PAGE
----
The St Charles family, like many other members of the Ascendancy in 1920s Ireland, find themselves on the brink of an economic and cultural abyss. There's no more money to maintain their crumbling Georgian manor, and the rules of Good Behaviour constrain them from talking openly about all the ways they are horrible to one another or about how the world is changing around them. (Neither Independence nor the Civil War are so much as mentioned her.)

Good Behaviour is narrated by the daughter of the family, Aroon, who is naive and passive, an inveterate observer who can't or won't see what's happening under her nose, an unlikable character who occasionally stirs the reader's sympathy. Molly Keane had a keen eye for all the ways that families can hurt one another, and for the acute, cringing horror of awkward social situations—I spent much of my time reading the book with my shoulders up around my ears in vicarious humiliation. The dark humour on display here is poisonous, congealing, unfailingly bleak—tapping into that vein of Irish humour that refuses the possibility of hope.… (more)
siriaeve | 20 other reviews | Nov 6, 2023 |
Loving Without Tears published in 1951 is a romantic novel which sounds outdated today and probably did when it was originally published.
Angel a matriarchal figure is eagerly awaiting the return of her eldest son Julian to the family castle somewhere on the Irish coast. He has been an airplane fighter pilot based in Italy near the end of the second world war. Waiting at home with Angel are Slaney her daughter and Tiddley a cousin noted for her shortness of stature. Oliver is a land agent who also lives in the castle as does the cook and servant Birdie who used to be the children's nanny. Angel has prided herself in managing the lives of her family and looks forward to having them around her again. Julian however arrives home with an American Lady Mrs Wood a widow some ten years older than him whom he intends to marry. Angel has work to do: she needs to break up her son's romance, stop Slaney becoming infatuated with Colonel Chris, ensure that Birdie does not run off with Mrs Wood's manservant and get rid of Tiddley's piano.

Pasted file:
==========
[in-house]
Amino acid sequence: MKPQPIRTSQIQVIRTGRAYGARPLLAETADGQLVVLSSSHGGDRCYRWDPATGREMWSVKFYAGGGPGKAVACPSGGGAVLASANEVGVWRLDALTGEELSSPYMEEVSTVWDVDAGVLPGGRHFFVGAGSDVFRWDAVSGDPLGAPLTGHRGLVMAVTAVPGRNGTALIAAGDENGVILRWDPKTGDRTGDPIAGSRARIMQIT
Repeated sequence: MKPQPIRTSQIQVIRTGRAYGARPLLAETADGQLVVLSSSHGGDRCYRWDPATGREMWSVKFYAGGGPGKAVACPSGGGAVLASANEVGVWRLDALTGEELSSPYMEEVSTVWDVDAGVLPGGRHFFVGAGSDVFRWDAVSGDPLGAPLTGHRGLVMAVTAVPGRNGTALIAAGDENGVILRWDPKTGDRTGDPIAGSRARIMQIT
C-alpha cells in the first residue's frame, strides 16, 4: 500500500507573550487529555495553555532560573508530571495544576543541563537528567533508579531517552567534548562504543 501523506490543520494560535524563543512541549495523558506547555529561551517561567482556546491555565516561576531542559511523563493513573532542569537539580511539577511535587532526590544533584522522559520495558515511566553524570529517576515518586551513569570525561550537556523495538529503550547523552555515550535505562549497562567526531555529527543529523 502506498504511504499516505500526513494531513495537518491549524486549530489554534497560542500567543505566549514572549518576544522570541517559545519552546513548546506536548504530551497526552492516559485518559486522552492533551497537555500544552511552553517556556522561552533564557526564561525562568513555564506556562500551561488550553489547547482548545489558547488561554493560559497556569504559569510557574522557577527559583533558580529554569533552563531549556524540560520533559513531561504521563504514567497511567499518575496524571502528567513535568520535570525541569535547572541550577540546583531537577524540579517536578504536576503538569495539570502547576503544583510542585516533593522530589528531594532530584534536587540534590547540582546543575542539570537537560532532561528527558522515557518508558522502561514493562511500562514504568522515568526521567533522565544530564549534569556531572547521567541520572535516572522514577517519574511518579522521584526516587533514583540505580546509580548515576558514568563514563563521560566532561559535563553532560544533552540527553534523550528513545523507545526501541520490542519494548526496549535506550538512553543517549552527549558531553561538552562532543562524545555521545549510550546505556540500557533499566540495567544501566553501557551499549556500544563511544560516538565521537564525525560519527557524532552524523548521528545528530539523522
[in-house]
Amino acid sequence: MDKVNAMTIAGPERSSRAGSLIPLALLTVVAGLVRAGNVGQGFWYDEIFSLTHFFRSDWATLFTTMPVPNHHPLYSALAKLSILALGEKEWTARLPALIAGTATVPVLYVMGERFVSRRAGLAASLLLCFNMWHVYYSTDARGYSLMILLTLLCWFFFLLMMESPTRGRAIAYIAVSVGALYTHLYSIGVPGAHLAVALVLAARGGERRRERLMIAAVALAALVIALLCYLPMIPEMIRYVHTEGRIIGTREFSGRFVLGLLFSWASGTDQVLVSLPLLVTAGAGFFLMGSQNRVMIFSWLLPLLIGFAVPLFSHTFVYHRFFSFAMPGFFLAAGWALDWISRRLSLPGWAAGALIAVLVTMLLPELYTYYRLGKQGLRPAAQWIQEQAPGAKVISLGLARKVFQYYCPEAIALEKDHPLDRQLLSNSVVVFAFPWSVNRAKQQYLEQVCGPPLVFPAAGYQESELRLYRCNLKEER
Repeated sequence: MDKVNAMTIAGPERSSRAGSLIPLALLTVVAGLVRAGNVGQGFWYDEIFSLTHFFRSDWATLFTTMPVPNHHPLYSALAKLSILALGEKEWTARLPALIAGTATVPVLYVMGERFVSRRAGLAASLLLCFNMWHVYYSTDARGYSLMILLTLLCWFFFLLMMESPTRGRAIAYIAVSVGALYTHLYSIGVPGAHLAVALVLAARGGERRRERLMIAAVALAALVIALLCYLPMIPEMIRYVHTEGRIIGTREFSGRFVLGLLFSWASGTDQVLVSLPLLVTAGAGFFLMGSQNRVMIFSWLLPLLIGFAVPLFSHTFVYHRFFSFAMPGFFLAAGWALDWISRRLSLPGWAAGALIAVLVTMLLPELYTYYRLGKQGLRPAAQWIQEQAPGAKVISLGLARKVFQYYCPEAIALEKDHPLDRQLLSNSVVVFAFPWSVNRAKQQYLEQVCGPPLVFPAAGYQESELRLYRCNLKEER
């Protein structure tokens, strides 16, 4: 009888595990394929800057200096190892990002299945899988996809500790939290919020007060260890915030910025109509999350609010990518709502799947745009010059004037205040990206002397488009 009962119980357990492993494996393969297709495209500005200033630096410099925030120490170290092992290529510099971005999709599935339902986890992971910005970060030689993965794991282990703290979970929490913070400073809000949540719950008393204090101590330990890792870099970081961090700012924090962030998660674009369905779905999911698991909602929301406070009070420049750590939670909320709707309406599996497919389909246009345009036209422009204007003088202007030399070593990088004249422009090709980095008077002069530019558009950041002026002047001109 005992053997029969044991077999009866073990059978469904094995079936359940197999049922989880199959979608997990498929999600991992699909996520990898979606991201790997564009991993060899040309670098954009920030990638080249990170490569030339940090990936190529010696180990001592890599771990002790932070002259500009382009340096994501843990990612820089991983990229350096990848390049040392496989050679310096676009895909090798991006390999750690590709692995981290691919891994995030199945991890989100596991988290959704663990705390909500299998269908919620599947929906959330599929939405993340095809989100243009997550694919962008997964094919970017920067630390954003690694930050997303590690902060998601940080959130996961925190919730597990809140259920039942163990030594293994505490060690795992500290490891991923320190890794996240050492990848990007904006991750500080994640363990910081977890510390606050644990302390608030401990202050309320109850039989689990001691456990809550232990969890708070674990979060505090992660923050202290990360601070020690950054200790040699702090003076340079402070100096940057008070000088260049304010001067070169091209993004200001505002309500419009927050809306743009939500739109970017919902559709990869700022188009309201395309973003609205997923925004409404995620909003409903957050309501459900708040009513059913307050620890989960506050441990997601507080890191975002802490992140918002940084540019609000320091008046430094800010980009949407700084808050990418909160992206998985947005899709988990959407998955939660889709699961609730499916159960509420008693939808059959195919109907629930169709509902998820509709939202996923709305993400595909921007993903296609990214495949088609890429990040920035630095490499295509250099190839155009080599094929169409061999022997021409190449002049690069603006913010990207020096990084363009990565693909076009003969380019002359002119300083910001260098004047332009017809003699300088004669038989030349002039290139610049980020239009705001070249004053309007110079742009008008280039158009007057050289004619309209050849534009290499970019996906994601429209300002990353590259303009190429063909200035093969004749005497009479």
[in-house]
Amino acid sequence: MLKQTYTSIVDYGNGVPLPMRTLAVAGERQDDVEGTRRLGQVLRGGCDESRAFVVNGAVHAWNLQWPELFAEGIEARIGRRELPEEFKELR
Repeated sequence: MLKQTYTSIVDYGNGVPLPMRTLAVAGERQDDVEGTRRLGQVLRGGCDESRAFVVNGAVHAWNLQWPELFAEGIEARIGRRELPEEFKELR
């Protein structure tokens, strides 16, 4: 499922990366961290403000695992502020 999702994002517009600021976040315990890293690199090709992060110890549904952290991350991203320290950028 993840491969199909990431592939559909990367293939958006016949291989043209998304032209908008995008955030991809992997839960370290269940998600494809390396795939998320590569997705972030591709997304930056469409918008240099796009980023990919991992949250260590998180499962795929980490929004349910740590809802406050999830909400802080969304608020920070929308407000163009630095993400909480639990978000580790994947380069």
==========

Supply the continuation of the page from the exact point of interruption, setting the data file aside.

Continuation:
The majority of the story takes place on the day of the arrival of Julian. The dialogue for the most part is excruciating, with Angel breaking out into french when she wants to soften her blows. Angel is the only grown up in the room until Mrs Wood arrives; most of the others acting like naive half-wits. Did wealthy people really talk and act in this fashion I wonder, as most of it sounds like a badly acted kitchen sink drama. The only saving grace for this novel is some fine descriptive writing of the castle buildings, the gardens and the little boat docking area. 2 stars.
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baswood | 4 other reviews | Oct 11, 2023 |
A dark comedy, set in the Anglo Irish 1930's, narrated by Aroon an unattractive and generally unlikable character who misunderstands almost everything going on around her with a startling naivete. Written from the POV of this character, the author shows not tells us Aroon's world and worldview, and maintains this method for the whole book, which in itself is quite a feat.
Enormously good fun to debate with my book club pals.
celerydog | 20 other reviews | Sep 27, 2023 |